The Ashtray, or How I wrote Louisa (page 2)
The Ashtray, or How I wrote Louisa
page 1, page 2
   I remember the first time I looked through the gate of that cemetery and tried to read the Hebrew inscription through a tangle of weeds. Later, I returned from a trip to find that the undergrowth had been cleared by a volunteer troop of youths from Israel. The stones looked less forlorn, but I couldn’t shake the sense that thee was something dishonest about weeding that cemetery. It seemed to deny a basic truth: once there were Jews in Veszprem; now there were none.

The Great Synagogue of Kecskemét
Click on the photo to go to "Famous Buildings of Kecskemét" and scroll down for larger photos and a brief history.
          When I traveled around Hungary, I made a point of searching for abandoned synagogues. They weren’t hard to find. Some of them were shells, filled with old tires, car parts, and wildflowers. Some of them had been cleaned up and turned into something else altogether — such as the Great Synagogue of Kecskemét, which is now a Technical Museum and Dance Club. I walked around that museum for a few minutes, searching for some sign of what it had been; and , then, without warning, I had to rush outside to the park across the road, where I sat on the grass and cried. Somehow, I had never felt as Jewish as I did in Hungary. It made me wonder how we define identity. Can we only know who we are when we know what we’ve lost?

Israel enters the story
My years in Europe allowed for a few trips to Israel, where I did some research at the Holocaust Memorial, Yad Vashem, and explored the Galilee where Nora’s cousin founded a kibbutz. I will admit to a long-time fascination with Kibbutzim and their founders. Even as I developed a critical ambivalence towards Israeli policy, I still loved those early pioneers. The first Jews who left Europe to make a home in Palestine believed that as they transformed the land, they would transform themselves. The Israel I found was still a land shaped by that spirit, what might be called “heroic optimism.” Logically, when I came to that country, I should have felt what all Jews are told they ought to feel in Israel: proud, secure, and completely at home. Yet somehow I didn’t. It might have been those years in Hungary, but the thought of transformation set my teeth on edge.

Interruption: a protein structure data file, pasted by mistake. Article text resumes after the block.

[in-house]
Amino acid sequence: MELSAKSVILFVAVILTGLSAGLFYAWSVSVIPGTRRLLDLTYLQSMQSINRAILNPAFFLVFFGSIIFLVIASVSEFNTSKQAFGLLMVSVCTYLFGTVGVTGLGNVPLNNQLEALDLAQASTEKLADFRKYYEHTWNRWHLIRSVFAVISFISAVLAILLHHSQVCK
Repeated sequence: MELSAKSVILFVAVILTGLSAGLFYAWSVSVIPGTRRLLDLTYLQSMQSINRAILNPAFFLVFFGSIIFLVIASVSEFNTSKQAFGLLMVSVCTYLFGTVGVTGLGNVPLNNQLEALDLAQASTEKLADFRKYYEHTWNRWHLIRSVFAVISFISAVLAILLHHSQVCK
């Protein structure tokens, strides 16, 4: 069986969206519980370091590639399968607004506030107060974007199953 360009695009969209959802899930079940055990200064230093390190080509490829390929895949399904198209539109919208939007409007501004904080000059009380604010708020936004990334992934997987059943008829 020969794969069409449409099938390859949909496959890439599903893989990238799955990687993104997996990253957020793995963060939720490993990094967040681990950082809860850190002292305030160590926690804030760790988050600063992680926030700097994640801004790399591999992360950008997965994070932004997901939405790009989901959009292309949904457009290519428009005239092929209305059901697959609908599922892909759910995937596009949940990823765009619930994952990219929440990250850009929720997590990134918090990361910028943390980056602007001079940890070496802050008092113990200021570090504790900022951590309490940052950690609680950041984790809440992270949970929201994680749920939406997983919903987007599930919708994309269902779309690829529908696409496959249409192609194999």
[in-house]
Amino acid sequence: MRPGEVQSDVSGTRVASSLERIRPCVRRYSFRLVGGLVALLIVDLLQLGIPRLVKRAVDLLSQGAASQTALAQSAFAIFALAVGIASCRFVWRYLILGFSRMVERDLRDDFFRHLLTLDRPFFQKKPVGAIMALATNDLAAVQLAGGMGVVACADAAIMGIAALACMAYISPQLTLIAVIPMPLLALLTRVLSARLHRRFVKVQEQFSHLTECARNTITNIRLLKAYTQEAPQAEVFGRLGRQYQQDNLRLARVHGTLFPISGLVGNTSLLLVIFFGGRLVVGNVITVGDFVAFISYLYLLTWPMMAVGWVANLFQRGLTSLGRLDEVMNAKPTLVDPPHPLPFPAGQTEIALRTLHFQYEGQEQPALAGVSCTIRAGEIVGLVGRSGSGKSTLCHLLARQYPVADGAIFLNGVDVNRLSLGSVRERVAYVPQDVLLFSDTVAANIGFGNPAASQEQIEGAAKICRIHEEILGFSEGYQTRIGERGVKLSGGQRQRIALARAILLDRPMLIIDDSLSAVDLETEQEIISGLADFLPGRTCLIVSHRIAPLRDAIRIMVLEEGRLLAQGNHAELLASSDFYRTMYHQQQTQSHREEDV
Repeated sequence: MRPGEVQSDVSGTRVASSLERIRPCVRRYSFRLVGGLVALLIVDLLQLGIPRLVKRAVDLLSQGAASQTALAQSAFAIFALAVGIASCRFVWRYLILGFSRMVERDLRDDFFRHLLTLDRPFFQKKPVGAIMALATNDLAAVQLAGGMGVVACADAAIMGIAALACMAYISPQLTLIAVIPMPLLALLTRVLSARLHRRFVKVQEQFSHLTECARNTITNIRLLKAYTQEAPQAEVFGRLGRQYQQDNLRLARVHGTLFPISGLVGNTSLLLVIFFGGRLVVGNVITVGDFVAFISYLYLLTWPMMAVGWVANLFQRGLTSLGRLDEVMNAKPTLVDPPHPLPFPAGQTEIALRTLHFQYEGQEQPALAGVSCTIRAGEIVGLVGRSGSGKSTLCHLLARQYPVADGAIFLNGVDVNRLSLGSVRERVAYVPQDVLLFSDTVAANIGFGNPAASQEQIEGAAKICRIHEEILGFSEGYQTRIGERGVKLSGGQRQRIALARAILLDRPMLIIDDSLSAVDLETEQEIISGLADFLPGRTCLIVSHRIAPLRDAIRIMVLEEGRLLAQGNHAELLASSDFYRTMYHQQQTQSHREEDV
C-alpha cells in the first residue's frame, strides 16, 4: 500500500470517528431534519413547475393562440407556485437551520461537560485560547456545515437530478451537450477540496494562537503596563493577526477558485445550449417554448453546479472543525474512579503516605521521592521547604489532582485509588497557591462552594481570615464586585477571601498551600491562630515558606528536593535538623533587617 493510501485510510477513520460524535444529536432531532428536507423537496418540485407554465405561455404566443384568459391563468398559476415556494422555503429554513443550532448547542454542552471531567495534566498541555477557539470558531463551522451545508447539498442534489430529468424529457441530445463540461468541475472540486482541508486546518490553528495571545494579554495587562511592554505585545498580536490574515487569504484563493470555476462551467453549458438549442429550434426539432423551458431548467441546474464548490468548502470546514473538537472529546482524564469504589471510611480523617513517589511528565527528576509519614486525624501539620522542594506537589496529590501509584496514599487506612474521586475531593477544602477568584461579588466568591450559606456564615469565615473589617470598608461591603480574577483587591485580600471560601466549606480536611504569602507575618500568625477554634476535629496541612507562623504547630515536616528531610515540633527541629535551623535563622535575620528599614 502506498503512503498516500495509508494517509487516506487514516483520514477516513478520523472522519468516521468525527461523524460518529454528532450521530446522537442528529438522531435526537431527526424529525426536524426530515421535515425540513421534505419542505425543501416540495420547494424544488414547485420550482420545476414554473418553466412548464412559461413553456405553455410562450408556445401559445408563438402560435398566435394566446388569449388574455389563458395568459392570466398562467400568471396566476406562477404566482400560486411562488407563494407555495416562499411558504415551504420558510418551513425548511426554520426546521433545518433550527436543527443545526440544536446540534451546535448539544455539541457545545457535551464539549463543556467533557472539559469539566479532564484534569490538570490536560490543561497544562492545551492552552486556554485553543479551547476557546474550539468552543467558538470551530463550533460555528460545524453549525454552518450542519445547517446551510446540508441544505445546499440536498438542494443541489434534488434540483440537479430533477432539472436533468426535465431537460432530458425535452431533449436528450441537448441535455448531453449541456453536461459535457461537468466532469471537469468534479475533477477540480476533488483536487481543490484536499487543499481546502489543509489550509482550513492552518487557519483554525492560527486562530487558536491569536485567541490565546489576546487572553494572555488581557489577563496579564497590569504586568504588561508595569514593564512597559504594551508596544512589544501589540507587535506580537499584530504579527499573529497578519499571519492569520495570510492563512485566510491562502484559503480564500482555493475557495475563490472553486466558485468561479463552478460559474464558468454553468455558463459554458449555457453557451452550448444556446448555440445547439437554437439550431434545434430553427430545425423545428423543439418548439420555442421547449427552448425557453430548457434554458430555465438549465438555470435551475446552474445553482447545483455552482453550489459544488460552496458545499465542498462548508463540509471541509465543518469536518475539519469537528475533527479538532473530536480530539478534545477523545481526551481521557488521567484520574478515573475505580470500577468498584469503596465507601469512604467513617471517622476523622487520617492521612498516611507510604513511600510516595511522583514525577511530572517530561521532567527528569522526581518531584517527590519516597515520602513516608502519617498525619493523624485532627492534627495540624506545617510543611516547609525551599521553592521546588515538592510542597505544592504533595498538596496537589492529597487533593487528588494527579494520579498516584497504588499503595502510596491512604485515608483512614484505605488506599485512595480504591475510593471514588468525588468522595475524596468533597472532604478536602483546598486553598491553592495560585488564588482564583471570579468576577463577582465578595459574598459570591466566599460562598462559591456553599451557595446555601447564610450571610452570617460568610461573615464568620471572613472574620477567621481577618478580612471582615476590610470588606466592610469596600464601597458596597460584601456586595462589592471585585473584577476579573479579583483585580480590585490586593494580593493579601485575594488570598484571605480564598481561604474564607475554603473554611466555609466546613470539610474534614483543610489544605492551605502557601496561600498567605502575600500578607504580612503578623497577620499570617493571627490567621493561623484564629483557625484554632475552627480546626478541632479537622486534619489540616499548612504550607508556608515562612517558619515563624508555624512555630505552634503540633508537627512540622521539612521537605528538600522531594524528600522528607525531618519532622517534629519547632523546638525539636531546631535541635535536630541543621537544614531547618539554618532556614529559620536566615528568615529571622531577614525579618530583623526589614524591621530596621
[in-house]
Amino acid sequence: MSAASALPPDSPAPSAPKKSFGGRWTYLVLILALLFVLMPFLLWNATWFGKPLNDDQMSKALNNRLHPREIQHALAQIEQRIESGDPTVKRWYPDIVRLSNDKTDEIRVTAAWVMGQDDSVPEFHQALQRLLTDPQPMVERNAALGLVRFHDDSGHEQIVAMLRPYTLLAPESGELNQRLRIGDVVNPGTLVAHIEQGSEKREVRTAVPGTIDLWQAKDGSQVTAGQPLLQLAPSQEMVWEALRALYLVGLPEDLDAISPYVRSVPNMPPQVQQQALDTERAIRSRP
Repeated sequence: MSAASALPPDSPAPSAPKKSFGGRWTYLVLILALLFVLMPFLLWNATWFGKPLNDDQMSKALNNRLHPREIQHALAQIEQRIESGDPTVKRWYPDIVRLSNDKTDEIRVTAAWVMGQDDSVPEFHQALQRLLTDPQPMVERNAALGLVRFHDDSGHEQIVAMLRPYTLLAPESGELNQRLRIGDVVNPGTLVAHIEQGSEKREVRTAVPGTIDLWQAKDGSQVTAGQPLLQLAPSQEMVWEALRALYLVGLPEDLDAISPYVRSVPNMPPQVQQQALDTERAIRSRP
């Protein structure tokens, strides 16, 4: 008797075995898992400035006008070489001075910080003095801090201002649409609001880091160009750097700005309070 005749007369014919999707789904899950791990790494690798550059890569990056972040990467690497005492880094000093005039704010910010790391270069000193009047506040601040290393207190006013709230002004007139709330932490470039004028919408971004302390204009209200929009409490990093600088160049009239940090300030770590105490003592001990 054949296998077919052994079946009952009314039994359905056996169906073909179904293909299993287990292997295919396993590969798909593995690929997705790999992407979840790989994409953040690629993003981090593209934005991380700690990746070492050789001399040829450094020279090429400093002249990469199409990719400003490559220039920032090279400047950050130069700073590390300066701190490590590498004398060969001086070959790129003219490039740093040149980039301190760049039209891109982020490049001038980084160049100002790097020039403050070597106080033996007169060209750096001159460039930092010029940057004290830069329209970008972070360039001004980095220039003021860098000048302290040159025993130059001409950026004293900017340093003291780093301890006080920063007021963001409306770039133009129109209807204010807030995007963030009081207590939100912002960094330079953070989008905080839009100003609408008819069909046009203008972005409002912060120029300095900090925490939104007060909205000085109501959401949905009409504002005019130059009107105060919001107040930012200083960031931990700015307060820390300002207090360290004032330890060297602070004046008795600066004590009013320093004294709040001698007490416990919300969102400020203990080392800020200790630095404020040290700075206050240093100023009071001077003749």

At one point, I came across a deserted Arab quarter where an empty mosque had been turned into an artist’s studio. When I asked my Israeli companion how he felt about the way the building had been used, he shrugged. “It was a war. They were here. Now they’re gone.” I told him about the synagogue in Kechskemet and he nodded. “Same thing. Thee was a war and now they’re gone.” I felt a little sick. Admittedly, the analogy had been my own, but I’d never expected him to agree. Once he had, I almost wanted to start an argument, to insist that there was no equivalence between expulsion and extermination. Still, was that the question at hand? I had asked about some empty buildings. What did I want the Israelis and the Hungarians to do with their mosques and their synagogues? Turn them into museums of displaced persons? Re-populate their countries with the people they had dispossessed and shepherd them inside?
     I imagined Nora and the other survivors arriving in Israel in 1949. Some of those newcomers moved into emptied Arab villages. How did they fit into this society that did not believe in looking back? Nora, in any event, was neither heroic nor optimistic. In fact, her refusal to let go of the past, and to become a new woman, is an essential part of her character. Would she feel at home in Israel? Hardly. Yet she had no other home. And with her was her German daughter-in-law, Louisa, who, like the Biblical Ruth, was as flexible as mercury, a genius at transformation, in some ways the perfect Israeli. Nora responds with a cranky and ironic distance that rises like a wall of barbed wire. What does she protect behind that wall? The past.

The heart of the novel
Above all else, Nora drove the novel on. I let her voice shape the book’s structure, as memory gives way to memory, and she tries to reconcile what she has lost with where she had landed, in a country she cannot understand with a girl who will not let go. It was a matter of telling the story on her terms. It was also a matter of trying my first cigarette at the age of thirty. It was an unfiltered Chesterfield, and it smelled like a Fig Newton, and gave me a head rush that took me by surprise. For just one moment, I held the world at arm’s length, and everything made sense. Then, just as suddenly, it didn’t. No wonder Nora wanted another cigarette.
     Ultimately, it is not such an easy thing to write about an ashtray. When you have a certain kind of imagination, every object turns into a metaphor, and those metaphors have their own momentum. In the years it took me to figure out the best way to tell Nora’s story, I have always returned to the woman who put between herself and her circumstances a little smoke.

Simone Zelitch was born in Philadelphia. She attended Wesleyan University where she wrote an early draft of her first book, The Confession of Jack Straw (1991). The novel won a Hopwood Award, and was published by Black Heron Press. After the Peace Corps, a grant from the University of the Arts Venture Fund and a fellowship from the Pennsylvania Council for the Arts allowed her to completed Louisa. Currently she is an instructor at the Community College of Philadelphia. She is working on a novel about Blacks, Jews and the Civil Rights movement.
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